TAMPA — In a book review in the September issue of TAS, our Florence King’s latest public service was to out the inventor of one of the worst instruments of torture devised by the black heart of man.
No, no, not the thumb-screw or the rack or reality television. I speak rather of the vile necktie, which has been inflicting discomfort on millions of men (and in our gender-equality besotted society, some women now as well) at least since the butt end of the 18th century.
The inventor of this unspeakable blight on the enjoyment of the masculine life was one Beau Brummell, an early Brit metrosexual who, I regret to report, escaped hanging (guess what I would have used to do the job?), but in a come-back victory for justice died from the worst symptoms of syphilis. This blackguard better hope that Hell is a dry heat, because I’m sure this is where his sorry soul will be found for Eternity.
La King quotes leggy Australian feminist Germaine Greer to the effect that it’s insane to allow the world to be run by members of a sex who start each day by tying a noose around their necks. (So, who says we’re in charge? But that’s another issue for another day. Wife of Bath, call your office.) Most of Germaine’s other pronunciamentos are pretty dotty, but it’s hard to get around this one.
The neck tie serves no discernible clothing purpose. I mean, what’s so bad about seeing a man’s bare neck anyway? Clearly we have various bits and pieces that look a lot worse (though, in fairness, now that I think of it, we’re encouraged to cover these as well).
Aside from being of no utility, the necktie causes all manner of discomfort (bordering on agony in hot, humid climates, this resident of Tampa will testify to under oath) ranging from restriction of movement to sweaty, itchy necks, with other offenses in between. Many men have learned to tolerate neckties, but hardly any man I know likes them. The only honest answer when your kid asks, “Daddy, why do you wear a necktie to work?” is, “Because I have to.”
MY OWN INTRODUCTION to Brummell’s abomination came on an otherwise unsullied fall evening in 1954 on the occasion of my first formal dance, an affaire de hop put on by my junior high school. As I buttoned up a starched white collar and wrapped a bought-for-the-occasion tie around my then virgin neck, I remember saying to my mother, “I really don’t like the way this feels.” Her reply, which seemed reasonable at the time, was, “You’ll get used to it.”
Become resigned to it, more like. I want to make it clear that my now widowed and sainted mother doesn’t make it a habit of lying to me. But it’s been more than a half century since that melancholy fall night in Tampa and I’m not “used to it” yet. I’ll be an angel long before that happens.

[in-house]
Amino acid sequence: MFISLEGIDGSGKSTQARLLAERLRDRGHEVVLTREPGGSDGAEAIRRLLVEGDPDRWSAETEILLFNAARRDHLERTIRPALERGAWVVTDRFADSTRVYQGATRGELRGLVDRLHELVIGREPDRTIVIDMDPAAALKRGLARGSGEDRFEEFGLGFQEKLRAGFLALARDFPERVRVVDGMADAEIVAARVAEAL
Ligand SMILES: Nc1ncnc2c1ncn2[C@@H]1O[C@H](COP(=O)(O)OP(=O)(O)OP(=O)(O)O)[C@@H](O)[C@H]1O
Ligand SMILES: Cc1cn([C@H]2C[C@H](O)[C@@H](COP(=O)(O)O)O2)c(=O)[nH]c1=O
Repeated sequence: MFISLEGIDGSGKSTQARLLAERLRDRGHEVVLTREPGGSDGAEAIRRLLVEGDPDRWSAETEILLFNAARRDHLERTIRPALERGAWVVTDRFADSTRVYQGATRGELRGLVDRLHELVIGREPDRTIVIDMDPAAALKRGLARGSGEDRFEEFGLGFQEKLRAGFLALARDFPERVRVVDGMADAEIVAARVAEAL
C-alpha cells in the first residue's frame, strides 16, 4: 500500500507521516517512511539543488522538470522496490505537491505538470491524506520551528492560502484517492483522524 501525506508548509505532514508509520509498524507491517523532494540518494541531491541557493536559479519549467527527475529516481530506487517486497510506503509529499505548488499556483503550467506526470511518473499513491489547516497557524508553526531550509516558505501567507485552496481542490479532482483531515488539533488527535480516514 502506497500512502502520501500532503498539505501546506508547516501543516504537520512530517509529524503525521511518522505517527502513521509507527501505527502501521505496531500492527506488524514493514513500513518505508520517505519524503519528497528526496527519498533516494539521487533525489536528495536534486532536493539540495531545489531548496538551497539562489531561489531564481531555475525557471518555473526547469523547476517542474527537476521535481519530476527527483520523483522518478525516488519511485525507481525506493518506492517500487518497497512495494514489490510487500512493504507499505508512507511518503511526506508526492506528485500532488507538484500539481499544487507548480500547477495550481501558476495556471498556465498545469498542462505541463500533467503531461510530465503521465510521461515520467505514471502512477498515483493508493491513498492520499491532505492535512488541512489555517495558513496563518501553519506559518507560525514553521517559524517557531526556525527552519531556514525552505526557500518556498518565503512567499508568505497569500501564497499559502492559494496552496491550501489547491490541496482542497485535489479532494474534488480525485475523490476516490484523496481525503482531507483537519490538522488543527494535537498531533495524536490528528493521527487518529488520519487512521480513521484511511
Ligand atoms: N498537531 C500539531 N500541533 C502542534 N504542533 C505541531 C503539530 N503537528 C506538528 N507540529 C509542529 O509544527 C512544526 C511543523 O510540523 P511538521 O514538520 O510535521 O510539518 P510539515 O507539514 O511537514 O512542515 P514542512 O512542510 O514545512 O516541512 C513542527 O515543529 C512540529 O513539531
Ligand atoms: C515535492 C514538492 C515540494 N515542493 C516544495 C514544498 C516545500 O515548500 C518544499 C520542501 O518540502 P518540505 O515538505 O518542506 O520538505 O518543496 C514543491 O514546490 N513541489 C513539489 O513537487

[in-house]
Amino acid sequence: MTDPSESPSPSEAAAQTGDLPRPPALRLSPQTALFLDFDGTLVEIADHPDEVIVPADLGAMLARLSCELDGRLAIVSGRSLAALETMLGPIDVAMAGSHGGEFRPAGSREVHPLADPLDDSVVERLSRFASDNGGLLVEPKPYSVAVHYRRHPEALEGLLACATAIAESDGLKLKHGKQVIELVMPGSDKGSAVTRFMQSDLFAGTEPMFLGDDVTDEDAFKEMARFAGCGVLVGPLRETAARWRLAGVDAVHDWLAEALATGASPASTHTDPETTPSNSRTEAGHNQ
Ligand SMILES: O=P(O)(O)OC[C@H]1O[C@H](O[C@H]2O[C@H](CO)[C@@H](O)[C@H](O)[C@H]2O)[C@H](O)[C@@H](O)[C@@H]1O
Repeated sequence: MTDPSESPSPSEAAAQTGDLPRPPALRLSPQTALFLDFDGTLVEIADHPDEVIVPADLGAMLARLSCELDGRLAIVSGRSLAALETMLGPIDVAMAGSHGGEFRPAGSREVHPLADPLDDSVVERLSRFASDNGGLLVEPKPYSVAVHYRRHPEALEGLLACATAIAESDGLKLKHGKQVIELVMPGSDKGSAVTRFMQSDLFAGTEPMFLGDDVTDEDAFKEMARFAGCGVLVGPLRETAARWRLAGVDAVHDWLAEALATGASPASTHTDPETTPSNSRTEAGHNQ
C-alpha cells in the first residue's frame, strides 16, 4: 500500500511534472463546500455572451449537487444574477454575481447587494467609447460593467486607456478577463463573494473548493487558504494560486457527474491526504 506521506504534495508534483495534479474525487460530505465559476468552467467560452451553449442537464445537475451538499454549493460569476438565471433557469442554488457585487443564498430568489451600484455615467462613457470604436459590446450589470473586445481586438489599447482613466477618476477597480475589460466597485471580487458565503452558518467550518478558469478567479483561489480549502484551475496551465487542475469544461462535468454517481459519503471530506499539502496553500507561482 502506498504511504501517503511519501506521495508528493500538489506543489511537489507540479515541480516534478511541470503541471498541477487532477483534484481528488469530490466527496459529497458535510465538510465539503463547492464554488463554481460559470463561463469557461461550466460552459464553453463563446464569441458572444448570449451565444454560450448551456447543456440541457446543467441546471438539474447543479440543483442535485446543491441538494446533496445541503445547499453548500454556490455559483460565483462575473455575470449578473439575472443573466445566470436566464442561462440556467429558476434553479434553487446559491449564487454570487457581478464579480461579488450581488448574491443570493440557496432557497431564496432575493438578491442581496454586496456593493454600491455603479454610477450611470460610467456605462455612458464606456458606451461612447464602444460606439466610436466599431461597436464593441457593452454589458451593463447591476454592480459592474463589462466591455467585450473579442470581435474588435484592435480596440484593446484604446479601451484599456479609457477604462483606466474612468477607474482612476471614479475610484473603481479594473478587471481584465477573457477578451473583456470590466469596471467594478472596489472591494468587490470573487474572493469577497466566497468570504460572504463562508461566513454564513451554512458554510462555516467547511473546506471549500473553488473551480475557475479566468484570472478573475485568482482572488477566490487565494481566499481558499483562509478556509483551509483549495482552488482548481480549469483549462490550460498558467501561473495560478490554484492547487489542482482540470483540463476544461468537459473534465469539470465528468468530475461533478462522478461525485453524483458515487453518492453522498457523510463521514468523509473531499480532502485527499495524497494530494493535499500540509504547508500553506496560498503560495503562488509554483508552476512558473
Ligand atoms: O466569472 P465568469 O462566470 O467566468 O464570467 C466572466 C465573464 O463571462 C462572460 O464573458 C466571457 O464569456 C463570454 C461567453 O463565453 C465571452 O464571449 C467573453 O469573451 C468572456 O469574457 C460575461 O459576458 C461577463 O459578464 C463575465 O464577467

Lewis Grizzard had it about right when he said that neckties are men’s payback for the fact that we don’t have to get pregnant (you might not want to trot this comparison out when moms are around — it may not get the best reception). So if neckties serve no purpose save to cause agony, how did their voluntary use become so widespread? It’s one of the mysteries of the ages. Doubtless it has some deep psychological source having to do with self-loathing.
One of the most frequent but fatuous arguments in favor of the necktie is that it makes a man look “businesslike.” Excuse me, but a man wearing a necktie when it’s 90 degrees with humidity to match doesn’t look businesslike — he looks stupid.
As a conservative I’m totally sympathetic to the notion of upholding dress standards. There are far too many rat-bags out there who offend the eye (and often the nose). At my local Borders some of the employees dress as though they’re going immediately after work to muck out a stable. And some well-intentioned employers, in an attempt to give the help a little dress latitude, have seen Casual Friday degenerate into Train Wreck Friday, with some employees reporting to work in clothes that appear to have been acquired during a smash and grab at the Hell’s Angels encore shop.
So let’s get the Mickey Mouse tee-shirts, and shorts, the legs of which appear to have been chewed off by mid-sized rodents, out of the office. But let’s not lose our heads (or at least not our necks). Let the word go forth that men can come to work with a crease in their trousers and a shine on their shoes without cinching something up around their necks, there to torment them for the rest of the day.
The Syphilitic Brummell died in an insane asylum, which is where all of us belong if we don’t cast off Brummell’s plague of an invention. Freedom to the male neck! Ignominy to the memory of Beau Brummell! And thanks to Florence King for pinning the tail on this odious donkey.